In the town of New Dundee there is a small Baptist church that I have come to appreciate very much over the past couple of years. It definitely qualifies as a small church with less than fifty people in attendance most Sundays.
It faces the same challenges that most small churches face. It has limited room in its building, limited parking space and limited children and young people in its services. It lacks the resources to do everything that it would like to do but always manages to meet whatever emergencies might arise.
On the other hand the people are friendly and quite willing to talk about their church. I have spoken there a number of times over the past two years and have always received a warm welcome.
It certainly fits the description of a small church.
New Dundee Baptist Church does have one quality that sets it apart and it is this about which I want to write in this blog entry.
The distinguishing difference
If you were to visit New Dundee Baptist on a Sunday morning, you probably wouldn’t be aware of this difference. It isn’t on display for all to see but it is an important part of their church life.
The pastor at New Dundee is Rev. Paul Kowtecky and it is Paul’s approach to ministry that marks the difference.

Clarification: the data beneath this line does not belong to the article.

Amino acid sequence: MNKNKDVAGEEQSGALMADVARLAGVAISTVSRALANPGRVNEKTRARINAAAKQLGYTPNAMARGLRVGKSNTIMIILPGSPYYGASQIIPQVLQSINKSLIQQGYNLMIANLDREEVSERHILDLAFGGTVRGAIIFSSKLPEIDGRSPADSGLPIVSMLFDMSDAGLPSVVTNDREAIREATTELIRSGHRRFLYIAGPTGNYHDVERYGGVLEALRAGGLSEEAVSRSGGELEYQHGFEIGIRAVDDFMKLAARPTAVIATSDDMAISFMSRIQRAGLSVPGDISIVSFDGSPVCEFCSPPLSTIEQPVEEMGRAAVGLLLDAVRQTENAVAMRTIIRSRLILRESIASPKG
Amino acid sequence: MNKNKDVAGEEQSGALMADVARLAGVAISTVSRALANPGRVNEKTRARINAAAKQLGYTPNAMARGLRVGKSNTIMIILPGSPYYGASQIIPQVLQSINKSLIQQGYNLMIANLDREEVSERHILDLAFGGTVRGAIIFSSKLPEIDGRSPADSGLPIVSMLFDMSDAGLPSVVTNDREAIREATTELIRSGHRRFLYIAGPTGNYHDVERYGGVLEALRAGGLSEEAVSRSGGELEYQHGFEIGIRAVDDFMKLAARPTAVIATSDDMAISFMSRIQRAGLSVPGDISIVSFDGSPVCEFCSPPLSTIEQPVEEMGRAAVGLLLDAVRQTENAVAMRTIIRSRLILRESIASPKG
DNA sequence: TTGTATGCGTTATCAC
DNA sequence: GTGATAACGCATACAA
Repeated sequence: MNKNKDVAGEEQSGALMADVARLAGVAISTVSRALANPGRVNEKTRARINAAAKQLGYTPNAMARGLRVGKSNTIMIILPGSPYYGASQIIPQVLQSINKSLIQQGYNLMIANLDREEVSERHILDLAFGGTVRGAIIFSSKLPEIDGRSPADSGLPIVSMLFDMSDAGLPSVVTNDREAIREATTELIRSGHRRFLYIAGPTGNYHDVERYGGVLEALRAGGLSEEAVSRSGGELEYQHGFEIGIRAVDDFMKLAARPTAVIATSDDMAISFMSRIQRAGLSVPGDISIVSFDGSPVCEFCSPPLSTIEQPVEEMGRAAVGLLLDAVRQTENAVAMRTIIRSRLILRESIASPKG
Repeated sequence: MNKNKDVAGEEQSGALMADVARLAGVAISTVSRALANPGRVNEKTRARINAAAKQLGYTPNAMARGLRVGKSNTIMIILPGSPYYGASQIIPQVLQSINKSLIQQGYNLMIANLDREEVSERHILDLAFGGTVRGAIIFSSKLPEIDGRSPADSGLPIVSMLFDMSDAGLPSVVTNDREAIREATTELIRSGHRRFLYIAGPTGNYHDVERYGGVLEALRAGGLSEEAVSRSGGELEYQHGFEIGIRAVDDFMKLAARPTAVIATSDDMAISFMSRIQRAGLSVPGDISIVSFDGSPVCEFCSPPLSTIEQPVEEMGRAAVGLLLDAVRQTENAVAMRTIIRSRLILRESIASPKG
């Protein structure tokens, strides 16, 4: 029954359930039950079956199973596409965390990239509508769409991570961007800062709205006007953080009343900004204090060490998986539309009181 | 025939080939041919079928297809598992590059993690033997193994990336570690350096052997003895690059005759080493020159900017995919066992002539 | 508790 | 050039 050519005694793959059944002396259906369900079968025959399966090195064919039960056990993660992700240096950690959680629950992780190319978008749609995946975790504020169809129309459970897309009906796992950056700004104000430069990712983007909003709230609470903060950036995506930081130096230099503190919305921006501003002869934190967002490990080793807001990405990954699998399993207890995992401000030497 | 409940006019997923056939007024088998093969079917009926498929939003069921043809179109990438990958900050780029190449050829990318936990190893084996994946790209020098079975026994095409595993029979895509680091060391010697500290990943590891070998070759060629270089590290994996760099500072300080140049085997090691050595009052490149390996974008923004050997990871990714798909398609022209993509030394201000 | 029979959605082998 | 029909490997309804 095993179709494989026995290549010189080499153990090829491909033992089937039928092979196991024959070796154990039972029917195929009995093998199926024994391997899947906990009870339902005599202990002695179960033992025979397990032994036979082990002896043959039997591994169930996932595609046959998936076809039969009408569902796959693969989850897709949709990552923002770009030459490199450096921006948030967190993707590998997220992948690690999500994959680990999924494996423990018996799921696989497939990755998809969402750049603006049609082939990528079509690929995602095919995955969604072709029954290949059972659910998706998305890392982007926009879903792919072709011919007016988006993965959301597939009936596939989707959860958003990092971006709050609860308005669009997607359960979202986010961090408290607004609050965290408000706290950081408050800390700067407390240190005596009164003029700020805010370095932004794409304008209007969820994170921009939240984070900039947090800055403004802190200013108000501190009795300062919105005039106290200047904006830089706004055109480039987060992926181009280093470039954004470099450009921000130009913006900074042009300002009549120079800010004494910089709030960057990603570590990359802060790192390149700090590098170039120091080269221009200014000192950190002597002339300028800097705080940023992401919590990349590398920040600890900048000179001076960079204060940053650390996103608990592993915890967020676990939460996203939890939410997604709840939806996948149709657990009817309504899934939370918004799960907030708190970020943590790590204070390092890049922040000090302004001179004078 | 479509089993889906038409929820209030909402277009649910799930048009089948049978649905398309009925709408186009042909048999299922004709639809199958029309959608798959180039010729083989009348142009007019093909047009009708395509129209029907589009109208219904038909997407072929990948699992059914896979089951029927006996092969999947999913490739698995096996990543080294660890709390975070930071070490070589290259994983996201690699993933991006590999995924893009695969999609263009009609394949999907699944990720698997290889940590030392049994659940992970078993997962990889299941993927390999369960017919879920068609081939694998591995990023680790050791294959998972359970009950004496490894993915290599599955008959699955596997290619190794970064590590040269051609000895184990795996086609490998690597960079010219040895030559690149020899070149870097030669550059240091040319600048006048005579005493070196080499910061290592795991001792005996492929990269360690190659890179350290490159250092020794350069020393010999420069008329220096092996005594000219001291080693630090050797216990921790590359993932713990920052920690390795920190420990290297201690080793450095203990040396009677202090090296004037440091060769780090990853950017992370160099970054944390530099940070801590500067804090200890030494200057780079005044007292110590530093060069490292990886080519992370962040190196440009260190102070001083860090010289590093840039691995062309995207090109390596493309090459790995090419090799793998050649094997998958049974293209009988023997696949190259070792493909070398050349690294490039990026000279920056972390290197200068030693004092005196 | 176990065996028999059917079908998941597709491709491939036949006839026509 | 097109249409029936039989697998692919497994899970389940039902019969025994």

Most pastors spend at least some period of their life in a small church. After all most large churches don’t look at seminary graduates when they look for a new senior pastor. They go looking for someone with experience and if the church is large enough they often steal their new pastor from another church.
Most pastors accept the idea that service in a small church is a necessary step in working their way up the ecclesiastical ladder. They begin in a small church and hopefully in a couple of years they move up to a medium-sized church and if they are one of the chosen few to a large church.
The difference at New Dundee is that Paul is not looking to move up that ladder. He believes that God has called him to be a small-church pastor and he is committed to serving in that setting.
He has been the pastor of New Dundee Baptist for sixteen years and while God may some day move him on from that setting it will not be to a larger church but to another small church where he can fulfill his calling.
In fact the one thing that could move Paul out of New Dundee Baptist would be if it suddenly grew and became a medium-sized church. At that point Paul has said that he would probably leave and find another small church that would fit his call.
It is interesting that pastors often feel a call to a larger church. Very rarely do they feel a call to move from a large or medium-sized church to a small one.
Even rarer is a pastor who believes that his call is only to small churches.
Paul began his move from the business world to the church world by enrolling in a small-church stream at seminary. At that time he already felt a call to focus on the small church and his training equipped him to do this.
The importance of longevity in small churches
The norm in small churches is that the pastor moves on every two to three years. A church has just begun to build a level of trust when the pastor accepts another pastorate in another location.
Many pastors quit after a few years.
Others get invited to another church and decide to move on.